Tuesday, May 26, 2009

Landscaping IS Art

Four random quotations came my way recently, and they all seem to connect with one issue I've been exploring. Or maybe I'm so immersed in this issue, everything seems to have to do with it. We're getting some high-rise apartments in my neighbourhood. While I'm all for high-density at the core of a city, I'm concerned with the various by-law infringements the developers are trying to bypass.

They want the set-backs from the street to be significantly less than allowed. They want a greater density, almost double, than allowed. A building closer to the downtown (further from residential areas) was denied the increase in density, but these guys seem to be untouchable.

But the one that really gets me is this: They're supposed to landscape 30% of the property. This is not only a matter of aesthetics, but a means for rainwater to become groundwater instead of rushing down concrete into the storm drains. They want to get around this bylaw by putting a garden on the roof. They don't mean a green roof; they mean some plants in containers on the roof for the guy in the penthouse to enjoy. So I wanted to write a letter to the editor and include some quotation to back up my thoughts.

The first quotation that came to mind was this line that has stayed with me for years because of the imagery: "What sphinx of cement and aluminum bashed open their skulls and ate up their brains and imagination?" That's from Ginsberg's Howl. Gorgeous, but a little intense for a local paper.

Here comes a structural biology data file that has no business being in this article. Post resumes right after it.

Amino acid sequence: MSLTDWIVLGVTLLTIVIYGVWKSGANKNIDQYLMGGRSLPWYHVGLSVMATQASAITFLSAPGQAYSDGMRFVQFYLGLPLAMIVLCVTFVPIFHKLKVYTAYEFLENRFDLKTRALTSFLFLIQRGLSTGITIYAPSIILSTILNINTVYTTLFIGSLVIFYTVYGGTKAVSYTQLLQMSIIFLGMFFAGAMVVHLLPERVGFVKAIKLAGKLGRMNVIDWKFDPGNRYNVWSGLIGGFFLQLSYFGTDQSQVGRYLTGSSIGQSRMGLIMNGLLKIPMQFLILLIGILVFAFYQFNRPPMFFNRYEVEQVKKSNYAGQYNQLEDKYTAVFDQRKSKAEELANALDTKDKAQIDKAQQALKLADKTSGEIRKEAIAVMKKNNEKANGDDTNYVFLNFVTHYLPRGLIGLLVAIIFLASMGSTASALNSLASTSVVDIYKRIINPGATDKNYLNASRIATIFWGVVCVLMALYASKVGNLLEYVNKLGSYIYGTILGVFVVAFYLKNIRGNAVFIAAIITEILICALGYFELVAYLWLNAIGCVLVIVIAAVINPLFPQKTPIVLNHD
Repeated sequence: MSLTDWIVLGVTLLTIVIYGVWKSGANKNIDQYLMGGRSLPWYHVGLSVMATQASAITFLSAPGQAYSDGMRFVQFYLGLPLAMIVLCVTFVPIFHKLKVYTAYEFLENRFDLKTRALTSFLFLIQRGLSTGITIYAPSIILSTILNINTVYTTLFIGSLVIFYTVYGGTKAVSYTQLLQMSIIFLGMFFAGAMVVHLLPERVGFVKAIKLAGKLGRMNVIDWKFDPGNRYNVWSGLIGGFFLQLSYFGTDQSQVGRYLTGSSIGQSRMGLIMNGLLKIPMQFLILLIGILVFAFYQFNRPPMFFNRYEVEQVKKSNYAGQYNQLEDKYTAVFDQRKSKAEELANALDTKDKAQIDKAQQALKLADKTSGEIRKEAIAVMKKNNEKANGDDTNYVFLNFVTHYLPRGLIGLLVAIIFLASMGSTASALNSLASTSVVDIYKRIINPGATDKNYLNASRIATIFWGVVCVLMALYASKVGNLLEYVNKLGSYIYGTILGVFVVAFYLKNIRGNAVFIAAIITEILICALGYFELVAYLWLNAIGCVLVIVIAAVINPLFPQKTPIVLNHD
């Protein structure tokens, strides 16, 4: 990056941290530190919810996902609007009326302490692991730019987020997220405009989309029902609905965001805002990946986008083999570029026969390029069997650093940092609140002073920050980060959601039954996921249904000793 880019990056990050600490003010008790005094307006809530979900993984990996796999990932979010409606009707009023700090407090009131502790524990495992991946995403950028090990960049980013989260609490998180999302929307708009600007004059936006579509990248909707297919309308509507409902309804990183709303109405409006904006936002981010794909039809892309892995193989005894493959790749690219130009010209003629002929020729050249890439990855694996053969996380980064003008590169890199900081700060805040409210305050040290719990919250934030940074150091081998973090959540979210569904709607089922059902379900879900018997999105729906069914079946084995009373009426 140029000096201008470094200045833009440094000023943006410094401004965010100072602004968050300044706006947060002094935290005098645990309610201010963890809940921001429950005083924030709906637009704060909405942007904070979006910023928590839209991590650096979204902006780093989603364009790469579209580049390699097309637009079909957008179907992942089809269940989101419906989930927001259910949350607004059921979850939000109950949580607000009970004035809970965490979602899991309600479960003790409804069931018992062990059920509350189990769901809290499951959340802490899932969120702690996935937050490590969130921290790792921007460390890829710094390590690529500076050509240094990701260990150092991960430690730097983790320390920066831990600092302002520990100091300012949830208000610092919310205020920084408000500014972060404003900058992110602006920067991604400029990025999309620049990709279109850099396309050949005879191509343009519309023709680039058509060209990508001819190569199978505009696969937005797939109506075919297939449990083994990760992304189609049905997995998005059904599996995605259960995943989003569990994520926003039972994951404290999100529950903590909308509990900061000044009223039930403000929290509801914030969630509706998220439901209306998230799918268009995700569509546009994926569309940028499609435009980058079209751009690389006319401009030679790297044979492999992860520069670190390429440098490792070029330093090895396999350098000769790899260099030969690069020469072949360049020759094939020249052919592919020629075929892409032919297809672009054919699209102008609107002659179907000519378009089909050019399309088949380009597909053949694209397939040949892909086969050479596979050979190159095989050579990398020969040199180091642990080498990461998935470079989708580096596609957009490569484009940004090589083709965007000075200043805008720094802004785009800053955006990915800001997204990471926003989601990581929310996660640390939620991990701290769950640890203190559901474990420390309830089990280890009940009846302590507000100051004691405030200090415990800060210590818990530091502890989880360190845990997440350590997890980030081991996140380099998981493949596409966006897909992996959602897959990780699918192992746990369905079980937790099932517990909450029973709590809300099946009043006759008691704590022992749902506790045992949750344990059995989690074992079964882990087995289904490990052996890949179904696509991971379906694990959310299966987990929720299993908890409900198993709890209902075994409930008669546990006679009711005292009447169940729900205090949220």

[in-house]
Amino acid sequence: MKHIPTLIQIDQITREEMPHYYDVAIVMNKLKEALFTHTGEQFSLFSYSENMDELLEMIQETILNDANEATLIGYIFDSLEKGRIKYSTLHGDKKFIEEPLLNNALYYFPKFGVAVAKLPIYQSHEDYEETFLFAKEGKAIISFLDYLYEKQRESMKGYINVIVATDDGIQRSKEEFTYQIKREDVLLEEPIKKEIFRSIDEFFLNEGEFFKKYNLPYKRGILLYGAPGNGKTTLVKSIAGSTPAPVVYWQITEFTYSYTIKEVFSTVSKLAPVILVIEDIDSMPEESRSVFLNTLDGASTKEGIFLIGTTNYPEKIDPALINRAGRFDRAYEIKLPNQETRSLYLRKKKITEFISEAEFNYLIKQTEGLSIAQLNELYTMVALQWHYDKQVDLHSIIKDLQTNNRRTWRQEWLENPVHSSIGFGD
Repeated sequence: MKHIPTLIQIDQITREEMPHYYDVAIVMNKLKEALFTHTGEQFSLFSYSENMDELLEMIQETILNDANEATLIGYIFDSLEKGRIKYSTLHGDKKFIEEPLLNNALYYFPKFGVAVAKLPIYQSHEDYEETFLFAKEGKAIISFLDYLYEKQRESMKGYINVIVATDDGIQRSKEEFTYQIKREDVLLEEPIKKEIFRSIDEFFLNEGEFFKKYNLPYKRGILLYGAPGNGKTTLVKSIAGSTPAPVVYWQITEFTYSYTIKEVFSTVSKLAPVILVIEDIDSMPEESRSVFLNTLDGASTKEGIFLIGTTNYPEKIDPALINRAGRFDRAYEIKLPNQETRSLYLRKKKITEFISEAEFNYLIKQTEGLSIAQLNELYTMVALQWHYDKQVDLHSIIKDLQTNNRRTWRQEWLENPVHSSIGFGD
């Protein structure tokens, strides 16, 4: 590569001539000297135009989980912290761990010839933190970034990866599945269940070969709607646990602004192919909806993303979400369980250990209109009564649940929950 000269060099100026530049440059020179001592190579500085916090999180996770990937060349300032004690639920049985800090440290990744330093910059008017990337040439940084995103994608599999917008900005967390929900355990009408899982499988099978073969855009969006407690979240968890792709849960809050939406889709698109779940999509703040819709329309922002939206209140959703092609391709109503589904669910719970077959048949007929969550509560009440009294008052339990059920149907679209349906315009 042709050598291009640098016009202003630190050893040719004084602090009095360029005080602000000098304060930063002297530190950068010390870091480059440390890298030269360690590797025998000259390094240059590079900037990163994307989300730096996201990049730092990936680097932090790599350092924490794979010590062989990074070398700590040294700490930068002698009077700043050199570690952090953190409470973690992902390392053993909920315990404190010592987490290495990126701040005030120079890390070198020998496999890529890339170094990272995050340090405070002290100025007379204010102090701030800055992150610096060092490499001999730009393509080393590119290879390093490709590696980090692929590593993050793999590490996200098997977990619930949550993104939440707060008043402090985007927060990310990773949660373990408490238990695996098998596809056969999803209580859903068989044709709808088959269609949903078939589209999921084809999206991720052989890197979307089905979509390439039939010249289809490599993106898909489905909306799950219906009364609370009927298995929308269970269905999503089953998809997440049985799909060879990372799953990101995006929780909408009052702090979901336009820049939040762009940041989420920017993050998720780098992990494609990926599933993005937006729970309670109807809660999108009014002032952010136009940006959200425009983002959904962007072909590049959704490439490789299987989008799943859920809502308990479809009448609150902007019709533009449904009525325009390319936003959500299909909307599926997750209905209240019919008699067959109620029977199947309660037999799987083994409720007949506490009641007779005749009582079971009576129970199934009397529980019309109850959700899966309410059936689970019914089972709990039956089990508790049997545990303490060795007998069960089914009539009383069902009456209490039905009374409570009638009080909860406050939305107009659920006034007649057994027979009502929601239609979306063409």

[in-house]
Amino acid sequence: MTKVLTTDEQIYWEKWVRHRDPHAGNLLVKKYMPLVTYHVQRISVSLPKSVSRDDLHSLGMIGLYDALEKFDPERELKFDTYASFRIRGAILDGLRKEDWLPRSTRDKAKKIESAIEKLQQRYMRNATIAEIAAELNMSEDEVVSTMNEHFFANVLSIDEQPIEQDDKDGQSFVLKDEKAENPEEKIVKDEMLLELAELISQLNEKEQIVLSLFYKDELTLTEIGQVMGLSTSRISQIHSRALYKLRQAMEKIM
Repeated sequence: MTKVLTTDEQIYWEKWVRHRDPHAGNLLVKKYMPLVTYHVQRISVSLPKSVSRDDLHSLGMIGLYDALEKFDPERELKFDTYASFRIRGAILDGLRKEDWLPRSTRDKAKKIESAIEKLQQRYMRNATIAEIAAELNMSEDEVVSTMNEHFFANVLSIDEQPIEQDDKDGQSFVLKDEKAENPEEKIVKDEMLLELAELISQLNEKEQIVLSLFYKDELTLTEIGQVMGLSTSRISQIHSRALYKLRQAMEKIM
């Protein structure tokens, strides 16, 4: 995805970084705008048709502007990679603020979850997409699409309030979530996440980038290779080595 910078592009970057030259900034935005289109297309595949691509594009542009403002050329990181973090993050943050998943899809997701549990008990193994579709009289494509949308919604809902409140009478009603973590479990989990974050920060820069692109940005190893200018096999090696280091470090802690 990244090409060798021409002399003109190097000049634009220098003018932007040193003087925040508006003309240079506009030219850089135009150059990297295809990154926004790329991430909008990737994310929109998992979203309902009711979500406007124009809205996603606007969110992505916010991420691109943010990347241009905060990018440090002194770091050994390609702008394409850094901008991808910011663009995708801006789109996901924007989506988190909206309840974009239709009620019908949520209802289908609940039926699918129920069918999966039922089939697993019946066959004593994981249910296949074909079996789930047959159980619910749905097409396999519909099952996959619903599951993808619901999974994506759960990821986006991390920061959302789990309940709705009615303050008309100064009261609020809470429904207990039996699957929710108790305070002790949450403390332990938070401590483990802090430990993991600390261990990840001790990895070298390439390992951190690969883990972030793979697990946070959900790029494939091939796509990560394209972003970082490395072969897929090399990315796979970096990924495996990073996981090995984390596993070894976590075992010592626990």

Then there's Henry Ford: "Change is not always progress. A fever of newness has been everywhere confused with the spirit of progress." And Frank Lloyd Wright, "The skyscraper is responsible for the congestion, and is making the city of today impossible to use. The skyscraper piles the crowd up high, dumps it on the street, stuffs it in again, and the streets are not nearly wide enough." Perhaps, but a bit mundane.

The city wants some concessions for giving in to the developer's demands. It's asking that the developer spend 1% of its budget on a piece of public art. Very nice. Landscape with concrete and add a sculpture, and you're golden.

Walking in the halls past the student art display of Ontario Greenbelt graphics, one of them had this quotation:

"I think having land and not ruining it is the most beautiful art anybody could want to own."

-Andy Warhol.



landskapeideas said...

it's true..landscaping helps cooling down the cities..but some developers/clients doesn't want to put a lot of budget for landscape..of course they are more focus on the building. i was a landscape architect and its sucks when they always treat landscape architect as '2nd class professional' !!

Marie said...

Yup - landscapers, farmers, - the professions closest to the ground get shafted. I think it's partly from the idea than anyone can do it, but so many of us have lost touch with this dying art, we need professional help, so to speak.